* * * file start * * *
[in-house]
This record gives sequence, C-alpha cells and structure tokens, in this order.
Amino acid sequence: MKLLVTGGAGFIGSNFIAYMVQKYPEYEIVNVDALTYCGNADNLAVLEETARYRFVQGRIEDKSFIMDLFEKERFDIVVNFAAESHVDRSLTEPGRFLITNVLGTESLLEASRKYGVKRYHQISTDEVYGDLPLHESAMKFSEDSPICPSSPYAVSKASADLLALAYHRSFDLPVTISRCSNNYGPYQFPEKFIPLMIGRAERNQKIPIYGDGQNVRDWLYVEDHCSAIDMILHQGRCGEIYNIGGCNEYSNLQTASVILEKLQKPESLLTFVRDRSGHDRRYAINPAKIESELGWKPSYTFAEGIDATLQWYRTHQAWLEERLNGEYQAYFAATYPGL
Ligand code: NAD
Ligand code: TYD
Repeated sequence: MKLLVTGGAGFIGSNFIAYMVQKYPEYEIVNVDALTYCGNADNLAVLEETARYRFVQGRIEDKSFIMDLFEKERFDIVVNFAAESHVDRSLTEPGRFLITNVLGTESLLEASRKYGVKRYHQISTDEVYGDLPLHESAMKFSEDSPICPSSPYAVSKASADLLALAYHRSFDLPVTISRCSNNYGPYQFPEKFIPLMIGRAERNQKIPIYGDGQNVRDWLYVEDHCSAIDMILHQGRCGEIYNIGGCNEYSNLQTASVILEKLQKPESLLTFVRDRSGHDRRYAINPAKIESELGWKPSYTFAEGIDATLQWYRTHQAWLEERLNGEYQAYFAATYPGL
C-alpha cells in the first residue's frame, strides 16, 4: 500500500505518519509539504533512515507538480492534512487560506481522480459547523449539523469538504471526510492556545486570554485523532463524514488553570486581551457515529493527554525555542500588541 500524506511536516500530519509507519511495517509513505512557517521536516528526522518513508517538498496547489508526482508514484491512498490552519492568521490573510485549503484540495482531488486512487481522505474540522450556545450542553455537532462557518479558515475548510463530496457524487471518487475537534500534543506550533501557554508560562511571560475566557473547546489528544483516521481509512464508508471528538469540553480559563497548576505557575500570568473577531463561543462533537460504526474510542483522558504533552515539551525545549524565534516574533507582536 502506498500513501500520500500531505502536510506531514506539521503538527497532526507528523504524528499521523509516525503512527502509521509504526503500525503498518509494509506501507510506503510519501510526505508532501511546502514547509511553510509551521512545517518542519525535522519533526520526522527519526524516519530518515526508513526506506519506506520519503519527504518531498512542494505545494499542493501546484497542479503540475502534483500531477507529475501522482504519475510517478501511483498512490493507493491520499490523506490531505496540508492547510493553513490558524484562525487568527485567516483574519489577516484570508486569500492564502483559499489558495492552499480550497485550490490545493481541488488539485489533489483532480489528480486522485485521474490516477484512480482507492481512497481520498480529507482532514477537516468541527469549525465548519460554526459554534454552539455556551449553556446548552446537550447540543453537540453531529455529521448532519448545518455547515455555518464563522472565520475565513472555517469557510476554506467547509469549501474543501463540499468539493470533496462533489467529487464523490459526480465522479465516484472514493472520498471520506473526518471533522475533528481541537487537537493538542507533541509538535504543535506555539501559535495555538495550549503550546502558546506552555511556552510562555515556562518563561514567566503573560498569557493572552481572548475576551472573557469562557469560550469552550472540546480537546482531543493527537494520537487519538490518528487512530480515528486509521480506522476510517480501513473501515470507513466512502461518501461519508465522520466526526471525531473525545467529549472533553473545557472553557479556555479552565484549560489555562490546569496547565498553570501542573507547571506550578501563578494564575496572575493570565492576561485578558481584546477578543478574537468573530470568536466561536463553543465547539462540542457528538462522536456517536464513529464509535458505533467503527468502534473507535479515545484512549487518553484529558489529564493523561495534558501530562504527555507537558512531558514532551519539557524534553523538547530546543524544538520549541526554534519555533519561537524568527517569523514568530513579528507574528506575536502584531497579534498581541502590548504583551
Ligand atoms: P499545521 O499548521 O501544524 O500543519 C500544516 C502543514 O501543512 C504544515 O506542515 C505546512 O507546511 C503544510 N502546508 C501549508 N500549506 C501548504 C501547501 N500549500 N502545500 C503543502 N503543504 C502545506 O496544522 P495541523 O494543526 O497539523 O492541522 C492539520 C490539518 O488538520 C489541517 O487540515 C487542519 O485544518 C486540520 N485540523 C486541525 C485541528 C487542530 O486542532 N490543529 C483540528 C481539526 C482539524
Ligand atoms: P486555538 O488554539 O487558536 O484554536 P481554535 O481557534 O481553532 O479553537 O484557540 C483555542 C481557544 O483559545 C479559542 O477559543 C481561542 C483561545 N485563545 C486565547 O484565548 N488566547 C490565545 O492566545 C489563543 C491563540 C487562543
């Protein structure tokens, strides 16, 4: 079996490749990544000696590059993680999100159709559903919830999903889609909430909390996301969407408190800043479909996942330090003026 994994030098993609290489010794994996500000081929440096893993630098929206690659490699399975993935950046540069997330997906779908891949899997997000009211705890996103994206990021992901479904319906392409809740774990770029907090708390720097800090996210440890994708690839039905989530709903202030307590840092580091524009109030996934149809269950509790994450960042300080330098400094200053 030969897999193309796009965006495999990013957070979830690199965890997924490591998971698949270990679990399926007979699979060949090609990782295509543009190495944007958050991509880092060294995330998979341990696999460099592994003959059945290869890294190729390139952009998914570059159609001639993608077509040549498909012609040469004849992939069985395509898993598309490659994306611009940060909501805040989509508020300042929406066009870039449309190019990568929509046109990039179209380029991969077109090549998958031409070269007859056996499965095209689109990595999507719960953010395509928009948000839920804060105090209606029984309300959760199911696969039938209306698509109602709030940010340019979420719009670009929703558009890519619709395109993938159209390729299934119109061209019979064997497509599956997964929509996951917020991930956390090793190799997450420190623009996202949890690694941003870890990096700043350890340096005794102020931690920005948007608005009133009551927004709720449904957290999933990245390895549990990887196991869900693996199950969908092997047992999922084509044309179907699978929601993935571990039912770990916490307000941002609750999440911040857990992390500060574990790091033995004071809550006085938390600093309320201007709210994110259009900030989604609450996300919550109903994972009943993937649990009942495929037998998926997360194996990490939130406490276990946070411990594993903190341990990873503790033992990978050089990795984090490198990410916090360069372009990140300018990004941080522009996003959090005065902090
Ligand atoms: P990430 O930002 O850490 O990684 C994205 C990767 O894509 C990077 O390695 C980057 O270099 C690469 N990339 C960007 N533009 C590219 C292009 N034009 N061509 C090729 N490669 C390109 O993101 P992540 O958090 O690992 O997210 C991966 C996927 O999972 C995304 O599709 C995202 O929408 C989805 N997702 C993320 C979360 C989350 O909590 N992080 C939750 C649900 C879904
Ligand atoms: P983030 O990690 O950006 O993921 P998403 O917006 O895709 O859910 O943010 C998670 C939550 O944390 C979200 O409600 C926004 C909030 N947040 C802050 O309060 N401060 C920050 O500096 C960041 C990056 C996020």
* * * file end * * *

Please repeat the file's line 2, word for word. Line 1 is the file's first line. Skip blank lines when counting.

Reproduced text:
This record gives sequence, C-alpha cells and structure tokens, in this order.